Deportations make people sick

On International Day of Human Rights, we criticize deportations as violations of human rights and violation the EU Charter of Fundamental Rights. We want to raise awareness of the issue and wake up the authorities. Because...

Universal Declaration of Human Rights: Article 3, Right to Freedom and Life
Everyone has the right to life, freedom and security of the person.

EU Charter of Fundamental Rights: Article 35 Health protection
Everyone has the right to access to preventive health care and medical care in accordance with national law and practice. A high level of health protection is ensured in defining and implementing Union policies and measures in all areas.

Basic Law Germany: Article 1 Human dignity
(1) Human dignity is inviolable. Respecting and protecting them is an obligation of all state violence. (2) The German people are therefore committed to inviolable and inalienable human rights as the basis of all human community, peace and justice in the world.

Gesundheitliche Auswirkungen von Abschiebungen

Deportations are a serious intervention in the health of those affected and usually also in their environment. Every deportation is violence, legitimized by the state.

Few people are aware of this fact in everyday life. We got used to the mostly small, scrawny news in our media: "Last night, the XY family or the rejected asylum seeker Z. was picked up by the police and taken back to their country by plane." The individual dramas, injuries, suffering, and deep despair that this act of state violence leaves, is nowhere recorded or studies made. Those affected must bear the consequences themselves.

Painful numbers

In 2018 there were approx. 24,000 deportations, approx. 40% in the Dublin procedure, e.g. to Italy, where the deportees mostly have to live from hand to mouth on the street, are exposed to unprotected violence (especially women) and generally do not receive any health treatment; or to Albania, the poor country of Europe, where they are mostly exposed to discrimination and an existential crisis; or also to the dangerous war country of Afghanistan, where they could fall into a deadly trap (756 people have been deported since 2016).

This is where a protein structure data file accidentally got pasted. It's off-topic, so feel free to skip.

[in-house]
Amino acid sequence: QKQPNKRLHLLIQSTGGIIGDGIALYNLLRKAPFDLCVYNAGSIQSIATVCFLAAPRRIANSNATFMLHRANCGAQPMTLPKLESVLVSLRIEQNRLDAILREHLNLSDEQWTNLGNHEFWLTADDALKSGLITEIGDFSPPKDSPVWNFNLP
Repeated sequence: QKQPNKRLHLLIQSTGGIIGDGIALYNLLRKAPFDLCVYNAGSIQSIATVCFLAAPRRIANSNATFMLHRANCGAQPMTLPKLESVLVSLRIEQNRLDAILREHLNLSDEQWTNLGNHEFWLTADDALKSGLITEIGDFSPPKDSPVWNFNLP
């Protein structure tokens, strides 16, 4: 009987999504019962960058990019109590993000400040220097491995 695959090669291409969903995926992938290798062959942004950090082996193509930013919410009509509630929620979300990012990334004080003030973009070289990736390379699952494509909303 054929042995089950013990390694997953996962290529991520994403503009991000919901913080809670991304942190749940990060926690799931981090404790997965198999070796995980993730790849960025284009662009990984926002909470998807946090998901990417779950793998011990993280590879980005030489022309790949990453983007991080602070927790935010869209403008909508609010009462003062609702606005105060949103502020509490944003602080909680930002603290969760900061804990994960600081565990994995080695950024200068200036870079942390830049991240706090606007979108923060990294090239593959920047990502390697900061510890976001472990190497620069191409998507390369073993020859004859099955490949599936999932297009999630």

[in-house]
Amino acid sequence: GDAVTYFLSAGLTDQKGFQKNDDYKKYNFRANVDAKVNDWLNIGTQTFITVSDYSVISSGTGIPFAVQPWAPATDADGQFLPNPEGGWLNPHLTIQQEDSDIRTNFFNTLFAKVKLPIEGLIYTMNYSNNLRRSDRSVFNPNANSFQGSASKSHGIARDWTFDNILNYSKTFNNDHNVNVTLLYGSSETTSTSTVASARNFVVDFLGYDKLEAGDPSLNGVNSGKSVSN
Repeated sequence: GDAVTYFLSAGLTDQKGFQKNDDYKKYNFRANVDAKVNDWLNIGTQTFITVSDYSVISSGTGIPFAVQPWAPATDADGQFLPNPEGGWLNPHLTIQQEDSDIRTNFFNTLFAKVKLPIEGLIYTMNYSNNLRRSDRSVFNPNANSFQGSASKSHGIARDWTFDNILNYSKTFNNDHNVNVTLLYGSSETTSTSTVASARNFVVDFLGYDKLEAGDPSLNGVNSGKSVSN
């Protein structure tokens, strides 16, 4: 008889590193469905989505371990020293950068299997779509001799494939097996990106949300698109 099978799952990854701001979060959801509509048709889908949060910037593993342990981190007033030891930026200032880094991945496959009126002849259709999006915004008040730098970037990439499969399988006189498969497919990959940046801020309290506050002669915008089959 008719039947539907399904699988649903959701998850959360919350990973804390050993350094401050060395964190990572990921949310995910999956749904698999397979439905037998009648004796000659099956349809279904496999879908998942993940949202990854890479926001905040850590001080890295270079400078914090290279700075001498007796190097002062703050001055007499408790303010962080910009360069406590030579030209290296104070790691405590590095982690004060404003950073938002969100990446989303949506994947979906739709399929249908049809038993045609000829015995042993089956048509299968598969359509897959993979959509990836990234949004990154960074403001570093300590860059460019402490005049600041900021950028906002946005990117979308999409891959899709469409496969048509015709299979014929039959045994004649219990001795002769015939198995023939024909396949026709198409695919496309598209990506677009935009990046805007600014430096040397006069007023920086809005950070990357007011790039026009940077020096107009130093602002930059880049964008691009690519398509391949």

The few statistics and numbers only describe the tip of the iceberg. The Berlin Anti-Racist Initiative used official newspaper reports between 1993 and 2018 to determine the following. (From the press release of the anti-racist initiative in June 2019) These are "only" the fatal consequences of an alleged rule of law that has become known.

288 refugees killed themselves in the face of impending deportation or died trying to flee the deportation, including 83 people in detention.
3,015 refugees injured themselves because of fear of deportation or in protest against the impending deportation or tried to kill themselves, of which 837 were in detention centres.
5 refugees died during this period during the deportation (from suffocation due to fixed bondage).
556 refugees were injured due to coercive measures or ill-treatment during the deportation.
38 refugees died in their country of origin after being deported.
In the country of origin, 621 refugees were ill-treated and tortured by the police or military, and were at risk of life or serious illness due to their serious illnesses.
75 refugees disappeared without a trace after being deported.

Return with uncertain consequences

We know even less about the fate of those who have returned and what health and social effects they will have to bear in the long term. A recent study by Ms. Friederike Stahlmann on deported Afghans (Asylmagazin 8 -9/2019 pp. 276 -286) came to frightening results: 90% of the fates examined, who have been in Afghanistan for more than 2 months, have already experienced massive Violence (torture, ill-treatment, beatings, psychological threats, attacks), most of it as punishment by Islamists for their flight to the “western enemy”. Half of the people examined had already fled abroad again, which poses a great risk of uprooting, homelessness and identity disorder.